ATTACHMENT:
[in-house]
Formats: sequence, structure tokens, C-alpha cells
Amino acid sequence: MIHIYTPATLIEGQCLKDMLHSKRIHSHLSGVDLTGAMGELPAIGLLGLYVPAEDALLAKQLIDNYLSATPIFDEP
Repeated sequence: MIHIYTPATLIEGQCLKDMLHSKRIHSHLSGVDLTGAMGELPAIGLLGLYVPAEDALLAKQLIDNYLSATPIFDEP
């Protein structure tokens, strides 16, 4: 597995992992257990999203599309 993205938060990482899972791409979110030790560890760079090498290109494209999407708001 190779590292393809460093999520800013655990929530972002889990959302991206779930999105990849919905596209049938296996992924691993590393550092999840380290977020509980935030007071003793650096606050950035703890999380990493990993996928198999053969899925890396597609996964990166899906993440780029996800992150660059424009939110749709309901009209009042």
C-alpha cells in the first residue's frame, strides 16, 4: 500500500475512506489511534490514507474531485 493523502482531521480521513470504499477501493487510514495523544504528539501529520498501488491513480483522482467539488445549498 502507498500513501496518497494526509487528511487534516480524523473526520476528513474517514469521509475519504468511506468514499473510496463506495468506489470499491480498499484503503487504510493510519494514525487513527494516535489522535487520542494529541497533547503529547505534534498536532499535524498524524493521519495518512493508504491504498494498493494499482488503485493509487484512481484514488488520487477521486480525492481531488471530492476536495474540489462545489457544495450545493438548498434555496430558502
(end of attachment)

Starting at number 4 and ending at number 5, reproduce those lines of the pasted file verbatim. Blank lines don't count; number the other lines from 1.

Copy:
Repeated sequence: MIHIYTPATLIEGQCLKDMLHSKRIHSHLSGVDLTGAMGELPAIGLLGLYVPAEDALLAKQLIDNYLSATPIFDEP
């Protein structure tokens, strides 16, 4: 597995992992257990999203599309 993205938060990482899972791409979110030790560890760079090498290109494209999407708001 190779590292393809460093999520800013655990929530972002889990959302991206779930999105990849919905596209049938296996992924691993590393550092999840380290977020509980935030007071003793650096606050950035703890999380990493990993996928198999053969899925890396597609996964990166899906993440780029996800992150660059424009939110749709309901009209009042």